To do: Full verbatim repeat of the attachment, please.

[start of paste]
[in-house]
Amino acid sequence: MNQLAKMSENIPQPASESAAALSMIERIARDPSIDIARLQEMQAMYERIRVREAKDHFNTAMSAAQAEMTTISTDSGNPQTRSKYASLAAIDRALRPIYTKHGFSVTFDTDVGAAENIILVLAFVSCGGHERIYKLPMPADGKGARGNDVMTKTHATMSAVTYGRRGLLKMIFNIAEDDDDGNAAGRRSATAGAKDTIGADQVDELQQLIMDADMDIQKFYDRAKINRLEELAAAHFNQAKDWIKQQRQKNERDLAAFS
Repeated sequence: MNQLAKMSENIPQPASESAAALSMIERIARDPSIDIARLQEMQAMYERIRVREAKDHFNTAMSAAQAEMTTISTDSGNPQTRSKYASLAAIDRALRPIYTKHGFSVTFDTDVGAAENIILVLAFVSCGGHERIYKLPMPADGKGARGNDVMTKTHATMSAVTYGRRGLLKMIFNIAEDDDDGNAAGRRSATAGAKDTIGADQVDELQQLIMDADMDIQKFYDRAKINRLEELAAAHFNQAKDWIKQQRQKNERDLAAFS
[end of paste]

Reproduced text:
[in-house]
Amino acid sequence: MNQLAKMSENIPQPASESAAALSMIERIARDPSIDIARLQEMQAMYERIRVREAKDHFNTAMSAAQAEMTTISTDSGNPQTRSKYASLAAIDRALRPIYTKHGFSVTFDTDVGAAENIILVLAFVSCGGHERIYKLPMPADGKGARGNDVMTKTHATMSAVTYGRRGLLKMIFNIAEDDDDGNAAGRRSATAGAKDTIGADQVDELQQLIMDADMDIQKFYDRAKINRLEELAAAHFNQAKDWIKQQRQKNERDLAAFS
Repeated sequence: MNQLAKMSENIPQPASESAAALSMIERIARDPSIDIARLQEMQAMYERIRVREAKDHFNTAMSAAQAEMTTISTDSGNPQTRSKYASLAAIDRALRPIYTKHGFSVTFDTDVGAAENIILVLAFVSCGGHERIYKLPMPADGKGARGNDVMTKTHATMSAVTYGRRGLLKMIFNIAEDDDDGNAAGRRSATAGAKDTIGADQVDELQQLIMDADMDIQKFYDRAKINRLEELAAAHFNQAKDWIKQQRQKNERDLAAFS